1. Your narrative makes you sound very naive and unsure of yourself. I like your story and I find parts of it that echo with me, but a story like this isn't a good story for your Statement of Purpose. I tell a story like yours when I talk to high school or undergraduates about my path to grad school and a research career. In a Statement of Purpose for graduate admission though, you need to have a different strategy. So, although you may not want to hear it, I think you need to re-write the entire thing to frame it differently. Remove all of the sentences that indicate self-doubt/naivete (also remove things like you were "lucky" etc.). This will help reduce your concerns of sounding "loosy-goosy". Next, I think you can add back in this doubt in one place: when you describe your decision to go for a MS first. If you balance it right, you can express a little bit of doubt and show that you make good professional decisions by considering what you want and then choosing the Masters route first. But now, you are ready to commit to a PhD program!

2. Your essay is currently all about the past. You're already at about 580 words according to a word counter. SOPs in our field tend to run around 750 words, so this leaves very little space for the real content of the SOP, which is "what you want to do, why, and why this school". Your background/history is meant to support the idea that you are qualified to do what you want to do, but it should not be the main focus. With the edits suggested above, it should cut down your text a lot, and I would aim for around 250-300 words on the background.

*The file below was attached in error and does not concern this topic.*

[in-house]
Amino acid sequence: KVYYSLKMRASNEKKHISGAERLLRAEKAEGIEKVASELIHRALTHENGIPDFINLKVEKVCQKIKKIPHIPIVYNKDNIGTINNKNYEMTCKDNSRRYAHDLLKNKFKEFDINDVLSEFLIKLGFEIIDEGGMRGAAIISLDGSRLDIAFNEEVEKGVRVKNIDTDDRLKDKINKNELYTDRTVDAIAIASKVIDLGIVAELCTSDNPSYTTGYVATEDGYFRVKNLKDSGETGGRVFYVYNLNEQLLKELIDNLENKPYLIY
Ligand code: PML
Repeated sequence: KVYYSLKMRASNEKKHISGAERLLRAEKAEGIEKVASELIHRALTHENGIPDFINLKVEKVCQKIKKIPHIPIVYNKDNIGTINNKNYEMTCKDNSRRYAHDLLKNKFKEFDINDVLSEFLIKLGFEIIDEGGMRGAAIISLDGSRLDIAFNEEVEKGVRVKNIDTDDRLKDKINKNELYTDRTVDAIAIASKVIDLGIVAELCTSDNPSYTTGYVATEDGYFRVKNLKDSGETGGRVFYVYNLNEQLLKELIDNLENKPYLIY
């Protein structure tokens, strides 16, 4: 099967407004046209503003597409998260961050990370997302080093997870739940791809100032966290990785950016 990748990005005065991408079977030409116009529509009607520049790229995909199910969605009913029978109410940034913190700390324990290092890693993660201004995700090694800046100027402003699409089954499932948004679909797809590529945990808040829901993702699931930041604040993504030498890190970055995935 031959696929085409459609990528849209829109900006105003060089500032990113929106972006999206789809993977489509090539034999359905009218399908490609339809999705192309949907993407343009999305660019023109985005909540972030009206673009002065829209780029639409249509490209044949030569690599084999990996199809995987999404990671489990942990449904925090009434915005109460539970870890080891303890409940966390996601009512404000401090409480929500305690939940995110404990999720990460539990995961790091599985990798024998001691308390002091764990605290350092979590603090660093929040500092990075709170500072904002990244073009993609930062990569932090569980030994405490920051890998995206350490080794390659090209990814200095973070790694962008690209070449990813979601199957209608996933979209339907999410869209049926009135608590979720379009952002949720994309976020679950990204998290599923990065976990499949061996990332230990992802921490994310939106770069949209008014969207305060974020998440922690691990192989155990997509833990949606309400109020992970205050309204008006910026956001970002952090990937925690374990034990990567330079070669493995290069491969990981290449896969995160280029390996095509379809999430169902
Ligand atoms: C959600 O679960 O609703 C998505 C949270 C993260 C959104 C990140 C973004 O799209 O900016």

3. As I said above, you are lacking a strong thesis statement/argument in your essay. When I read it, it sounds like I'm just learning about your past, but I have no idea what you want to do in grad school. I would suggest that you start your essay with something like, "I am applying to the PhD program in X at University of Y to work on ABC". This immediately tells the reader why they are even reading your SOP. Follow this up with one or two sentences that expand on this. Then, the next paragraph could go back to your background. You would want to start your background section with a transition that links your previous experience with what you want to do (something like your current first sentence could work).